New Year Food Traditions

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Just as Christmas has its traditional food and drinks, around the world many countries and cultures also have the same for New Year. Nick Mosley raises a glass of fizz and takes a closer look.

The Austrian’s see in the New Year with suckling pig. Pigs are culturally seen as a symbol of progress and prosperity so Austrian families even go to the lengths of decorating the table with mini marzipan pigs too.

A New Year’s Eve tradition in parts of Greece and Turkey is smashing a pomegranate on the floor in front of the door. The better the break, the more jewel-like seeds revealed, symbolising good luck and fortune for the year ahead.

The Welsh wish friends and neighbours good luck on New Year’s Day with a ‘Calennig’ gift. This is an apple with three twig legs stuck into it, alongside cloves and a sprig of evergreen foliage. Tradition says placing the Calennig on a shelf or window sill will bring luck to the house.

In the Far East, super long noodles are the order of the day. The Japanese enjoy long buckwheat soba noodles to encourage long life, but they are only lucky if you slurp them down whole without chewing. That may take a little practice for some of us.

Black-eyed peas are a New Year’s Day favourite in the deep south of the United States. Mixed into a salad with rice, the peas are considered to bring good fortune due to their resemblance to coins. The same theory goes in Italy where round lentils are eaten instead, and have been bringing luck to the Italians since Roman times.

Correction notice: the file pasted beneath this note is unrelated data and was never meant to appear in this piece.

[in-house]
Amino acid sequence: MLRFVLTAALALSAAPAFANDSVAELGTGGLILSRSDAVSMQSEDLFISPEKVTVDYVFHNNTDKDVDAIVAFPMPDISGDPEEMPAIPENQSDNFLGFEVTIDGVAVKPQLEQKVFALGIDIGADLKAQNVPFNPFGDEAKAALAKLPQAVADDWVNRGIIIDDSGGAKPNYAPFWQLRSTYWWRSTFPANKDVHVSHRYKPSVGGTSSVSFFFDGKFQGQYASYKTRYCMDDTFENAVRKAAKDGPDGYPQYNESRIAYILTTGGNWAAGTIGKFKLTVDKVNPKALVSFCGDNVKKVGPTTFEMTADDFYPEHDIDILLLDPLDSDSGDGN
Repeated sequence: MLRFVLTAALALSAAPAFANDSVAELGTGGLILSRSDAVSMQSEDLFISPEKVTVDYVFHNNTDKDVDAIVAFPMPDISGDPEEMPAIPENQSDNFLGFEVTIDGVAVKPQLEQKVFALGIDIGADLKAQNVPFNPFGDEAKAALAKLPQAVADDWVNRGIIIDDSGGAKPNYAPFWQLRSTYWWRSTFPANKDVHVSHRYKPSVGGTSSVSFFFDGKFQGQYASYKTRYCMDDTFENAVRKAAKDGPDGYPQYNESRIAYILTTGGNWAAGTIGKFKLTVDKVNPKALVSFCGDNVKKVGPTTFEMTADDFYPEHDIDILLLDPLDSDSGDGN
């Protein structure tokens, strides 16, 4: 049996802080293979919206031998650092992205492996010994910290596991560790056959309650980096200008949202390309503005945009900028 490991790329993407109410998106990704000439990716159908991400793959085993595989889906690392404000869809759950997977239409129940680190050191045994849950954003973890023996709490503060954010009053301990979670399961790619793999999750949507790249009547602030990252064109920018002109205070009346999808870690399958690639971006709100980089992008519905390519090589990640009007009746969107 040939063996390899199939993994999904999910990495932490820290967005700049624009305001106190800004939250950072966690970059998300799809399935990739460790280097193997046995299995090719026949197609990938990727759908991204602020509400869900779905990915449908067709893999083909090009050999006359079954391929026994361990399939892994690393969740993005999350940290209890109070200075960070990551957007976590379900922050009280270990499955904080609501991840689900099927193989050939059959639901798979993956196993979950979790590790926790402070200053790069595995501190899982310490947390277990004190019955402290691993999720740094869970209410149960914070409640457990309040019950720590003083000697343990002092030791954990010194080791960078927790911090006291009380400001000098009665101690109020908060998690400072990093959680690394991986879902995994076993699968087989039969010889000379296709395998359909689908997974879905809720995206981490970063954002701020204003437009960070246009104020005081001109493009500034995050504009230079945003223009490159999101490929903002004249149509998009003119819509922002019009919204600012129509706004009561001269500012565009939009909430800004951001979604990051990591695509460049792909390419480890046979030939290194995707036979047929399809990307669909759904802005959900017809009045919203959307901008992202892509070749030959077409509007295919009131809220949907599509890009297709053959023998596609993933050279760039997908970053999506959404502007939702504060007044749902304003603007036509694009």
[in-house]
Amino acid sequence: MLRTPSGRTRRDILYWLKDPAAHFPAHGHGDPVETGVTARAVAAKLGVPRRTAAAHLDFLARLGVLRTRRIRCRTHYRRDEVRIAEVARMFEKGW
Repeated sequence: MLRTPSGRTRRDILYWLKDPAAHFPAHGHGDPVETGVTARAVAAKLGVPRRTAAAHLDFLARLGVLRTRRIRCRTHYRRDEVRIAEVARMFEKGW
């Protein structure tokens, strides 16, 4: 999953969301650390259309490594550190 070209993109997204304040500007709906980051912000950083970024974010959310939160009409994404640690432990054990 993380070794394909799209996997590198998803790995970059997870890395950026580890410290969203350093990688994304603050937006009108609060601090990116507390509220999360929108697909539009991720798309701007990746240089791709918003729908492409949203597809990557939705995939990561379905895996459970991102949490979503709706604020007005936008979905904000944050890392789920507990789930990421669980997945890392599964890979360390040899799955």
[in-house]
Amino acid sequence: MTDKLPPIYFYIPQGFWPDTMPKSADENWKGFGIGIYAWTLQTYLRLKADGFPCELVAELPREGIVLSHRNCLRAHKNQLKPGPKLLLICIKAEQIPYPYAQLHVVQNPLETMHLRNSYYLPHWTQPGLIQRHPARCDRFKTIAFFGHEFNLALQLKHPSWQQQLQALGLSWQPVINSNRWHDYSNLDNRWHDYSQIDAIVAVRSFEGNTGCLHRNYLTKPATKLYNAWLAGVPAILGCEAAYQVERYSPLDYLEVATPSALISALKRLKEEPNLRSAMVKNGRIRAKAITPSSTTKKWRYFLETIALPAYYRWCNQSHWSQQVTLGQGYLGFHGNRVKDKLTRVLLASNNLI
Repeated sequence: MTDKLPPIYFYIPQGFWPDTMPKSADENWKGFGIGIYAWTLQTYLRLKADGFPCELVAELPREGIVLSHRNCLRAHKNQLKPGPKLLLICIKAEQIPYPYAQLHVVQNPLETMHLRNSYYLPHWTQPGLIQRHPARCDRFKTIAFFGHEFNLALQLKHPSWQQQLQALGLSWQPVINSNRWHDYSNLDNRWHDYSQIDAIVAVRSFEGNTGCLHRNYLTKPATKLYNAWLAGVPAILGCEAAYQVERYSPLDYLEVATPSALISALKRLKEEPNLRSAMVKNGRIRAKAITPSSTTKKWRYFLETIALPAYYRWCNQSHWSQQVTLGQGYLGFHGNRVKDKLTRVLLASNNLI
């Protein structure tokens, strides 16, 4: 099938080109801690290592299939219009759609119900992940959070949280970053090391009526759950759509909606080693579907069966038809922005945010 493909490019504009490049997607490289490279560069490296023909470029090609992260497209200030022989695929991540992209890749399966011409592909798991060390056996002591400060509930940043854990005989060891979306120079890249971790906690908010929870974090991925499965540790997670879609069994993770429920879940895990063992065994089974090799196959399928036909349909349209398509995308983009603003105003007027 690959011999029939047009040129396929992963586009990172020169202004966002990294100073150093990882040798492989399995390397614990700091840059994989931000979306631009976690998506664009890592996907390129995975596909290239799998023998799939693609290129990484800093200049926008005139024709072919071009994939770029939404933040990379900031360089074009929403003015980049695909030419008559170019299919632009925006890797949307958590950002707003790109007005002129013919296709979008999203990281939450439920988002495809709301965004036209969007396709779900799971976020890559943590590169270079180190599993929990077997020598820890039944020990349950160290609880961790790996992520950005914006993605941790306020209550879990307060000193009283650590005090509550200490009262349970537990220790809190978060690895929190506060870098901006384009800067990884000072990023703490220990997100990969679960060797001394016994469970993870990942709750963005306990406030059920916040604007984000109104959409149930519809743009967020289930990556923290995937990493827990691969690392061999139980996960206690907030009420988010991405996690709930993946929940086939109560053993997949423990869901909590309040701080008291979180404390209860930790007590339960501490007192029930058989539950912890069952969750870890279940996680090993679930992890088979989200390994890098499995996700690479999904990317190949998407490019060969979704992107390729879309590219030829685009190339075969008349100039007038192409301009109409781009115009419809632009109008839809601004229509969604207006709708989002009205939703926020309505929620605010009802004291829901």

On the Iberian peninsula, the Spanish and Portuguese celebrate midnight quickly eating twelve grapes as the clock chimes in the new year. The grapes symbolise the months of the year, and – should you want to try it – the task isn’t quite as easy as it sounds.

Possibly the most extreme New Year tradition is in Estonia where people consume as many meals as possible on 31 December, in the belief that with each meal they will gain more strength for the year ahead.

Whilst Sussex doesn’t have a specific traditional food for New Year, some families across the UK still celebrate midnight with the wider English rural tradition of ‘First Footing’. A dark haired visitor knocks on the front door at midnight presenting the householder a piece of coal to symbolise warmth, bread to represent food for the year, a coin to symbolise wealth and some greenery to encourage long life. In return the visitor is given a pan of fire ashes or dust to signify the close of the old year.

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